Avi Bar-Zeev has been involved with immersive technologies for over 27 years, including working on the very first prototypes of Microsoft’s HoloLens back in 2010. He’s mostly been working on secret projects for the last 11 years, and so I got was able to catch up with him at AWE to talk about his journey into the XR space. We also talked a bit about his article that he wrote for Vice called “The Eyes Are the Prize: Eye-Tracking Technology Is Advertising’s Holy Grail.”
Bar-Zeev lays out the following eight ethical principles to help navigate the privacy concerns around eye tracking and other biometric data:
- Eye-tracking data and derived metadata is considered both health and biometric data and must be protected as such.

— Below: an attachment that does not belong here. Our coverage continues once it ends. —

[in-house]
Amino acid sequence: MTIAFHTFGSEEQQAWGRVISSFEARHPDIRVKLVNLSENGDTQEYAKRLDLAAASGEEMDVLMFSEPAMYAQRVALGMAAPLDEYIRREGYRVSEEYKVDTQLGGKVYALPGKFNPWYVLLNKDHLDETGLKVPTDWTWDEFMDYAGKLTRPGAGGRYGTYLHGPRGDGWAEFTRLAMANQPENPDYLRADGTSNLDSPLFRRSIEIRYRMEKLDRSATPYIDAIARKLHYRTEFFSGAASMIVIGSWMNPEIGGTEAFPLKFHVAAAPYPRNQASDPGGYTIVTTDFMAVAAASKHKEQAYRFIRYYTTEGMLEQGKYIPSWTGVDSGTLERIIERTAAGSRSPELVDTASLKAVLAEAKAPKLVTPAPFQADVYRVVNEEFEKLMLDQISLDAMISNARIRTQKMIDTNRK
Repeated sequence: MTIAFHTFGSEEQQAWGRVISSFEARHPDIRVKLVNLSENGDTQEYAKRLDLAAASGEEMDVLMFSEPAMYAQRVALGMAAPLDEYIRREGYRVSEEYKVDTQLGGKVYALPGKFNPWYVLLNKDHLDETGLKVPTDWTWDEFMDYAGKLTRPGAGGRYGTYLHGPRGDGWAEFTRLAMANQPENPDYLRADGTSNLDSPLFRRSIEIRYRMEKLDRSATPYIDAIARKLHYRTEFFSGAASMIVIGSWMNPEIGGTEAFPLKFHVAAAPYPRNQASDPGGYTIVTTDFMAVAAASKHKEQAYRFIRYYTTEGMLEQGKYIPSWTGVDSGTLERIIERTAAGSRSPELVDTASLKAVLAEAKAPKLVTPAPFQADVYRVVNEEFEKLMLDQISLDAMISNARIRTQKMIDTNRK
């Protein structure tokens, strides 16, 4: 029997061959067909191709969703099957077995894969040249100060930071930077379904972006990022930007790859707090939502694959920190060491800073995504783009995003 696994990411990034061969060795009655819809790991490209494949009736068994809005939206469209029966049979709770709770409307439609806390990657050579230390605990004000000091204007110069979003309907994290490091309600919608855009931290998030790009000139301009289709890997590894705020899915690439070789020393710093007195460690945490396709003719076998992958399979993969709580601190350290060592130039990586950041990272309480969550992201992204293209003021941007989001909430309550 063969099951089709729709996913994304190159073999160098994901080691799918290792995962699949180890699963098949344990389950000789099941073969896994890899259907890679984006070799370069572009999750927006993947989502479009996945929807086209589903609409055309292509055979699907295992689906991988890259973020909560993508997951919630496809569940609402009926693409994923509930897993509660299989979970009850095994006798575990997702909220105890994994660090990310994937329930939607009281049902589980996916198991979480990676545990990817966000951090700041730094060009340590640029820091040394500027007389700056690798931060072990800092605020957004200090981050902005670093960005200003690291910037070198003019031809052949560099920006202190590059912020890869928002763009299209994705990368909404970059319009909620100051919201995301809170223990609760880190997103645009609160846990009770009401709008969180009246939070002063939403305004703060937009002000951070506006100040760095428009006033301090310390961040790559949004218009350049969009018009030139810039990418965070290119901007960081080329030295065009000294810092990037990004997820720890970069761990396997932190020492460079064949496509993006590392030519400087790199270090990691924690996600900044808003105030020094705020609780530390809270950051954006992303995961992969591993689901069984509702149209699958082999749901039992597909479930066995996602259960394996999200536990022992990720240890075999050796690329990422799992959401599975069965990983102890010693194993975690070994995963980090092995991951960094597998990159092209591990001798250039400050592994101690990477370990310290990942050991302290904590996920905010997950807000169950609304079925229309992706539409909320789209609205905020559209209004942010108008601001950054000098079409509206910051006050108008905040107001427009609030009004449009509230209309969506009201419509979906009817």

- Raw eye data and related camera image streams should neither be stored nor transmitted.
- Derivatives of biometric data, if retained, must be encrypted on-device and never transmitted without informed consent.
- Apps may only receive eye-gaze data, if at all, when a user is looking directly at the app, and must verifiably follow these same rules.
- Behavioral models exist solely for the benefit of the users they represent.
- EULAs, TOS, and pop-up agreements don’t provide informed consent.
- Don’t promise anonymity in place of real security, especially if anonymity can later be reversed.
- Users must be given an easy way to trace “why” any content was shown to them, which would expose to sunlight any such targeting and manipulation.
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